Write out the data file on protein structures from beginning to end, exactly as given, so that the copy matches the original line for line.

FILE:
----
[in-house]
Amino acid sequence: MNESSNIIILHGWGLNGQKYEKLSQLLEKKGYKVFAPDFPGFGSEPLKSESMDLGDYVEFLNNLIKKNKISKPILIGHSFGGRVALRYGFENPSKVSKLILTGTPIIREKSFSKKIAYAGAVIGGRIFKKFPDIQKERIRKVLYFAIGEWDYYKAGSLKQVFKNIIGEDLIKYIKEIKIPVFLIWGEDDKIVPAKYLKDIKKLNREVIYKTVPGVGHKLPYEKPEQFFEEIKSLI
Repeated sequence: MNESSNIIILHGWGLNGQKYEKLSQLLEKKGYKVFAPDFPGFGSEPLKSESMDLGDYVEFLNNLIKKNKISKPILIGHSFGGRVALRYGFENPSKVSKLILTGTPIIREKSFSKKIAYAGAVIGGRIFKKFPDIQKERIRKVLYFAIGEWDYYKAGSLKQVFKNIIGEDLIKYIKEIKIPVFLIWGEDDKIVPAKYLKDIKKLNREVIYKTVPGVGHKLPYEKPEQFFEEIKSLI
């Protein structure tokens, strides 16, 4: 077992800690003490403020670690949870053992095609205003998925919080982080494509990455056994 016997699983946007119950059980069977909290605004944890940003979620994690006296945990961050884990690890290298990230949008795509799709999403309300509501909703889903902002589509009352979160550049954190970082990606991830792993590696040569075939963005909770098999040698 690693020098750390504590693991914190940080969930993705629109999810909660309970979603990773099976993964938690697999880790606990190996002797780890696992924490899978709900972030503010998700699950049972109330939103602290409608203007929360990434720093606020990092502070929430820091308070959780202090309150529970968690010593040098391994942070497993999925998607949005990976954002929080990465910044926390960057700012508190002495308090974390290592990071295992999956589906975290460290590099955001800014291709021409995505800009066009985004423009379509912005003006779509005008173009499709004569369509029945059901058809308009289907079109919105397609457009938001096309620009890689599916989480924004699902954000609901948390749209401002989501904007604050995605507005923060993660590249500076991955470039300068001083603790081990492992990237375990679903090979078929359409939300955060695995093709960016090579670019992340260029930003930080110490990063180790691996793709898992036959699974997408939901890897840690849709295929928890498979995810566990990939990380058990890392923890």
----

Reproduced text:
[in-house]
Amino acid sequence: MNESSNIIILHGWGLNGQKYEKLSQLLEKKGYKVFAPDFPGFGSEPLKSESMDLGDYVEFLNNLIKKNKISKPILIGHSFGGRVALRYGFENPSKVSKLILTGTPIIREKSFSKKIAYAGAVIGGRIFKKFPDIQKERIRKVLYFAIGEWDYYKAGSLKQVFKNIIGEDLIKYIKEIKIPVFLIWGEDDKIVPAKYLKDIKKLNREVIYKTVPGVGHKLPYEKPEQFFEEIKSLI
Repeated sequence: MNESSNIIILHGWGLNGQKYEKLSQLLEKKGYKVFAPDFPGFGSEPLKSESMDLGDYVEFLNNLIKKNKISKPILIGHSFGGRVALRYGFENPSKVSKLILTGTPIIREKSFSKKIAYAGAVIGGRIFKKFPDIQKERIRKVLYFAIGEWDYYKAGSLKQVFKNIIGEDLIKYIKEIKIPVFLIWGEDDKIVPAKYLKDIKKLNREVIYKTVPGVGHKLPYEKPEQFFEEIKSLI
């Protein structure tokens, strides 16, 4: 077992800690003490403020670690949870053992095609205003998925919080982080494509990455056994 016997699983946007119950059980069977909290605004944890940003979620994690006296945990961050884990690890290298990230949008795509799709999403309300509501909703889903902002589509009352979160550049954190970082990606991830792993590696040569075939963005909770098999040698 690693020098750390504590693991914190940080969930993705629109999810909660309970979603990773099976993964938690697999880790606990190996002797780890696992924490899978709900972030503010998700699950049972109330939103602290409608203007929360990434720093606020990092502070929430820091308070959780202090309150529970968690010593040098391994942070497993999925998607949005990976954002929080990465910044926390960057700012508190002495308090974390290592990071295992999956589906975290460290590099955001800014291709021409995505800009066009985004423009379509912005003006779509005008173009499709004569369509029945059901058809308009289907079109919105397609457009938001096309620009890689599916989480924004699902954000609901948390749209401002989501904007604050995605507005923060993660590249500076991955470039300068001083603790081990492992990237375990679903090979078929359409939300955060695995093709960016090579670019992340260029930003930080110490990063180790691996793709898992036959699974997408939901890897840690849709295929928890498979995810566990990939990380058990890392923890």